Colorado’s ruling Democrats are on a collision course with the public over crime. The public is frightened and fed up, and Democratic officeholders know it.

But they are in a bind. They talk tough about the need for law and order, yet they can’t seem to break ranks with their party’s soft-on-crime fringe. So, they wind up talking out of both sides of their mouths.

Our state’s devastating fentanyl epidemic is Exhibit A.

As fentanyl overdose deaths have skyrocketed, calls for action from every quarter have reached a critical mass. Gov. Jared Polis has been among those demanding intervention by lawmakers as the lethal, synthetic opioid floods our state from Mexico and China.

Polis’ fellow Democrats who control both chambers of the Legislature have started expressing concerns about spiraling fentanyl deaths, belatedly, now that they are making headlines.

All eyes are on the Legislature because it is partly responsible for the crisis. Three years ago, in a fit of “justice reform,” lawmakers decriminalized fentanyl along with a host of other hard drugs. As a result, someone in possession of up to 4 grams of fentanyl — enough to kill up to 2,000 people — can only be ticketed by police. As if it were an illegal U-turn.

It’s time for the Legislature to make a U-turn and undo some of the damage it has done. It needs to reverse its 2019 legislation and recriminalize Schedule I and Schedule II controlled substances — fentanyl as well as deadly and destructive drugs like heroin and meth — and make them felonies once more. Given the acute need for urgent action on fentanyl, lawmakers at least should recriminalize that drug if not the others.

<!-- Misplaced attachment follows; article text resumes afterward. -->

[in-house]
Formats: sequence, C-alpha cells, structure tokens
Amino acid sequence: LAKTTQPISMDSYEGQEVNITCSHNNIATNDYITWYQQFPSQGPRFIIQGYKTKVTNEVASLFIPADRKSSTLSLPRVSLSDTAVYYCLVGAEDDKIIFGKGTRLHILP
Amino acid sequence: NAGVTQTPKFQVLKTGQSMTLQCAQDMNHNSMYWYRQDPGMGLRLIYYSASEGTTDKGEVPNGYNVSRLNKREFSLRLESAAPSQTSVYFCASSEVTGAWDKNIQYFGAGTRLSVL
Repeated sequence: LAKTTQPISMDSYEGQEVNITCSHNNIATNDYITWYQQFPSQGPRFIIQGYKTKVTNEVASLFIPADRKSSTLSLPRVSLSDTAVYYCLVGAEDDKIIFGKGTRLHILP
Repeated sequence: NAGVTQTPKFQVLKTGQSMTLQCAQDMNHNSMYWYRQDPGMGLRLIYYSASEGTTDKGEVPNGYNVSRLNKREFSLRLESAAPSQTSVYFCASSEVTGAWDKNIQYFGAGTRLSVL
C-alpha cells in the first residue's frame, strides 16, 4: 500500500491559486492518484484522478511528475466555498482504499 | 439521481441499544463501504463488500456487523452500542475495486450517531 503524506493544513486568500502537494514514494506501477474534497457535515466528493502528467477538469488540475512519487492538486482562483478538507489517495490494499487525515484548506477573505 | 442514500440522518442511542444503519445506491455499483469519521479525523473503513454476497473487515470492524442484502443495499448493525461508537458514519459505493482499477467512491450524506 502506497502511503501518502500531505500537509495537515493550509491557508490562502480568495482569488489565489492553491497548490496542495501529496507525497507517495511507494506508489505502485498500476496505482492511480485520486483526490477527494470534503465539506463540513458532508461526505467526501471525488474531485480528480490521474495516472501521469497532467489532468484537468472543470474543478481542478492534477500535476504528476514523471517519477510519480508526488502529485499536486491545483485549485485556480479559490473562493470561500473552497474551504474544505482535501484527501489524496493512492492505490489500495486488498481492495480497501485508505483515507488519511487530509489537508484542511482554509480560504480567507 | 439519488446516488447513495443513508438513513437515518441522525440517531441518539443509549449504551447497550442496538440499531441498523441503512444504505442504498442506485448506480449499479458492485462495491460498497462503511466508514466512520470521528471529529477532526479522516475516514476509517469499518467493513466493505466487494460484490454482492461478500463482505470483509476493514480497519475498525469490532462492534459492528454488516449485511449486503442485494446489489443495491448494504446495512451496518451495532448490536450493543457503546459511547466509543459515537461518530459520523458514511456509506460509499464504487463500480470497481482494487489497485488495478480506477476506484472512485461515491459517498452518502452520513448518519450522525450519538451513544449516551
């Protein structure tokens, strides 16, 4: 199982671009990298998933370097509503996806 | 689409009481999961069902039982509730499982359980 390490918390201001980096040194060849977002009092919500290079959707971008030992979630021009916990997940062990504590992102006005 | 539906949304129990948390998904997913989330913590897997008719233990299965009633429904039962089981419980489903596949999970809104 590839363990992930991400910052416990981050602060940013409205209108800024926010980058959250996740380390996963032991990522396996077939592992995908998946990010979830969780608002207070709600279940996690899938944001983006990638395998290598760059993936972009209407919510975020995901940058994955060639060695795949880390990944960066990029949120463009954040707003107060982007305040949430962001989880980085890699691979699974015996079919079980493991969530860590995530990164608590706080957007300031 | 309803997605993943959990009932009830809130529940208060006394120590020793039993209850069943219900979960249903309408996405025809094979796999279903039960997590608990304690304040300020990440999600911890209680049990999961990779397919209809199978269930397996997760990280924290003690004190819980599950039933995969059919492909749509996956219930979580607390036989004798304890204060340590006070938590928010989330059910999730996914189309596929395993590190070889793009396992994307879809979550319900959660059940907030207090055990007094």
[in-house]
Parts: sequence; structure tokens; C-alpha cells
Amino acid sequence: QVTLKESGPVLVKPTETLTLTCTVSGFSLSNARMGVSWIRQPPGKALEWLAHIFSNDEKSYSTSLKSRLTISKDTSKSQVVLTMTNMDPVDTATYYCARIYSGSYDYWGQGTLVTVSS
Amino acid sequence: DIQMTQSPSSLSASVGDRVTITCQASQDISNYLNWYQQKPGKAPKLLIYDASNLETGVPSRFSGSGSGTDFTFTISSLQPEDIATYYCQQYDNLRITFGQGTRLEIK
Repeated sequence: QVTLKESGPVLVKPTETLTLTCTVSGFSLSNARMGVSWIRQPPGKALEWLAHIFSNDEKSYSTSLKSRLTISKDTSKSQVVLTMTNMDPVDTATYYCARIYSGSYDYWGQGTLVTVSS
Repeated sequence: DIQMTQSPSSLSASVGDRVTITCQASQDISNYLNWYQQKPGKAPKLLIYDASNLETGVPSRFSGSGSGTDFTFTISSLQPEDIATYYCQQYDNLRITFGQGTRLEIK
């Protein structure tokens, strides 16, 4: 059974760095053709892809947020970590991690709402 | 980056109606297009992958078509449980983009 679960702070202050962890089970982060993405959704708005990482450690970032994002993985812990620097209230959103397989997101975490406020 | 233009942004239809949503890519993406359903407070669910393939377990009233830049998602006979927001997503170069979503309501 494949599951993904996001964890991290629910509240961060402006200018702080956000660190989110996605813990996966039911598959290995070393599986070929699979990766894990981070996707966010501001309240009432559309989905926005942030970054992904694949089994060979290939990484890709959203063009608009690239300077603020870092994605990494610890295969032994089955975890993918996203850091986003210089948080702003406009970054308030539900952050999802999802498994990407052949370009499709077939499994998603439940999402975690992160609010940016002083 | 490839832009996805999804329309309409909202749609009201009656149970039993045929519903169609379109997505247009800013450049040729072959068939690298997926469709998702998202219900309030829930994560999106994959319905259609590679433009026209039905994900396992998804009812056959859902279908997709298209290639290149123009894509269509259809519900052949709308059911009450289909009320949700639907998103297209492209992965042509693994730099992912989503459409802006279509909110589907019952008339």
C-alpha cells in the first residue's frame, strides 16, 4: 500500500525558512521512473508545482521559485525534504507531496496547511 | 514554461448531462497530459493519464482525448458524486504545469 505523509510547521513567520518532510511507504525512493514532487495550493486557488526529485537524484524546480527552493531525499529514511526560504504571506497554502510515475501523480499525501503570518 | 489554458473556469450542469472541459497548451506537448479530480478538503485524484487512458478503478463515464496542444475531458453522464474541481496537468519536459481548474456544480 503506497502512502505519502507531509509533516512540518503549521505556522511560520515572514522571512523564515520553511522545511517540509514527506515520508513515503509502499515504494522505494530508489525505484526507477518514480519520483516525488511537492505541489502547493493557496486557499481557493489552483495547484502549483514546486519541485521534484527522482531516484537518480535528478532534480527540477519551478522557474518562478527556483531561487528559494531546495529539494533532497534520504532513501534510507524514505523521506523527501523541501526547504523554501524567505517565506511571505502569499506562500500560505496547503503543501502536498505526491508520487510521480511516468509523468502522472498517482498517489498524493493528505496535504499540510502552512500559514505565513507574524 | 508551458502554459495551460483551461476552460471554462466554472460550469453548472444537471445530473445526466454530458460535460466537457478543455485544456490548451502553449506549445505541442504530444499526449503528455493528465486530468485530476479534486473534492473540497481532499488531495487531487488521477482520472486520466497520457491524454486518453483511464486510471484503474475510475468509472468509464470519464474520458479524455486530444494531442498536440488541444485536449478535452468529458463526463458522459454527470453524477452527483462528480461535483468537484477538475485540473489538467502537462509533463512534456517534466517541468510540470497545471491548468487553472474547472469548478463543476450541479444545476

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Incredibly, that is starting to look unlikely. A report this week by our news affiliate Colorado Politics suggests ruling Democrats are more likely to cop out. Rather than fix the law they broke, they seem inclined to adopt a half-baked, half-measure and serve it up to the press and public as eyewash.

The 2019 bill’s prime sponsor, Denver Democratic state Rep. Leslie Herod, should sponsor an outright repeal accompanied by an apology to the entire state. Instead, she offered empty, evasive platitudes — “we have to do something about it” — while preposterously insisting her bill wasn’t to blame.

Instead, she pivoted to the issue’s purported complexity and split hairs. What if someone possesses the drug for their use? What if someone is peddling it but doesn’t realize it is fentanyl because it is found in so many other drugs? What if someone unknowingly uses fentanyl — and then faces a felony on what will turn out to be “the worst day of their lives”?

House Speaker Alec Garnett of Denver — who should be leading the chorus of mea culpas and demanding repeal of the 2019 law — seemed as rudderless, feckless and full of excuses as Herod. After making clear the 2019 law wasn’t on the table, he pronounced to Colorado Politics, “I didn’t go looking for this issue … It kind of found me.” Not quite a profile in courage.

Maybe Herod and Garnett are too wedded to their party’s dogma of crime coddling to care that suspects found with 2 or 3 grams of fentanyl are probably peddling it and typically have a history of other crimes, as well. But you’d think both pols — known to be hungry for higher office — might want to consider what inaction could do to their political prospects.

The Gazette Editorial Board